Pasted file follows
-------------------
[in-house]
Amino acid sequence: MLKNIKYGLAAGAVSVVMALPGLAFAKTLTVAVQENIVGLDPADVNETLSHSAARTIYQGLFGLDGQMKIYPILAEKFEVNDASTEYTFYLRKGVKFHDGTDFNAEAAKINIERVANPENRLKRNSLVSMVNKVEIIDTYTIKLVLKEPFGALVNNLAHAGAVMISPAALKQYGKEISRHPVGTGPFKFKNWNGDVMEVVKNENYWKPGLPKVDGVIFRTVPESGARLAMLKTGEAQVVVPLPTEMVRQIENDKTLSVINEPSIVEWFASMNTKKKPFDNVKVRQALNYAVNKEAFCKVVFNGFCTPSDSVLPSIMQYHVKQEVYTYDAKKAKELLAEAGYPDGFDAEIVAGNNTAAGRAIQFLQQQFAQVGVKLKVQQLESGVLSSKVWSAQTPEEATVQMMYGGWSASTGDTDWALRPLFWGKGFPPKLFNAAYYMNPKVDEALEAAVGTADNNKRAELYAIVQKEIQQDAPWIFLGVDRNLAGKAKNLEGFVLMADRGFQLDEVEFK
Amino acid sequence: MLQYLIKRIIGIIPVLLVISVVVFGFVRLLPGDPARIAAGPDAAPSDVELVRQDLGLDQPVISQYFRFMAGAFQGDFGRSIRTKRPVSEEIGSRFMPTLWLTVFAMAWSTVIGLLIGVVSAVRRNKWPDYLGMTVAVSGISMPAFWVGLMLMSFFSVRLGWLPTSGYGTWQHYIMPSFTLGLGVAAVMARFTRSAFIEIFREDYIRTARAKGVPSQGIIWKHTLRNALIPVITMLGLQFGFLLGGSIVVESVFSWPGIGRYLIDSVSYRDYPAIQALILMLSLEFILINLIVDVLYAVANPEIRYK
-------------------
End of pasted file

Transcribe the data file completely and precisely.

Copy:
[in-house]
Amino acid sequence: MLKNIKYGLAAGAVSVVMALPGLAFAKTLTVAVQENIVGLDPADVNETLSHSAARTIYQGLFGLDGQMKIYPILAEKFEVNDASTEYTFYLRKGVKFHDGTDFNAEAAKINIERVANPENRLKRNSLVSMVNKVEIIDTYTIKLVLKEPFGALVNNLAHAGAVMISPAALKQYGKEISRHPVGTGPFKFKNWNGDVMEVVKNENYWKPGLPKVDGVIFRTVPESGARLAMLKTGEAQVVVPLPTEMVRQIENDKTLSVINEPSIVEWFASMNTKKKPFDNVKVRQALNYAVNKEAFCKVVFNGFCTPSDSVLPSIMQYHVKQEVYTYDAKKAKELLAEAGYPDGFDAEIVAGNNTAAGRAIQFLQQQFAQVGVKLKVQQLESGVLSSKVWSAQTPEEATVQMMYGGWSASTGDTDWALRPLFWGKGFPPKLFNAAYYMNPKVDEALEAAVGTADNNKRAELYAIVQKEIQQDAPWIFLGVDRNLAGKAKNLEGFVLMADRGFQLDEVEFK
Amino acid sequence: MLQYLIKRIIGIIPVLLVISVVVFGFVRLLPGDPARIAAGPDAAPSDVELVRQDLGLDQPVISQYFRFMAGAFQGDFGRSIRTKRPVSEEIGSRFMPTLWLTVFAMAWSTVIGLLIGVVSAVRRNKWPDYLGMTVAVSGISMPAFWVGLMLMSFFSVRLGWLPTSGYGTWQHYIMPSFTLGLGVAAVMARFTRSAFIEIFREDYIRTARAKGVPSQGIIWKHTLRNALIPVITMLGLQFGFLLGGSIVVESVFSWPGIGRYLIDSVSYRDYPAIQALILMLSLEFILINLIVDVLYAVANPEIRYK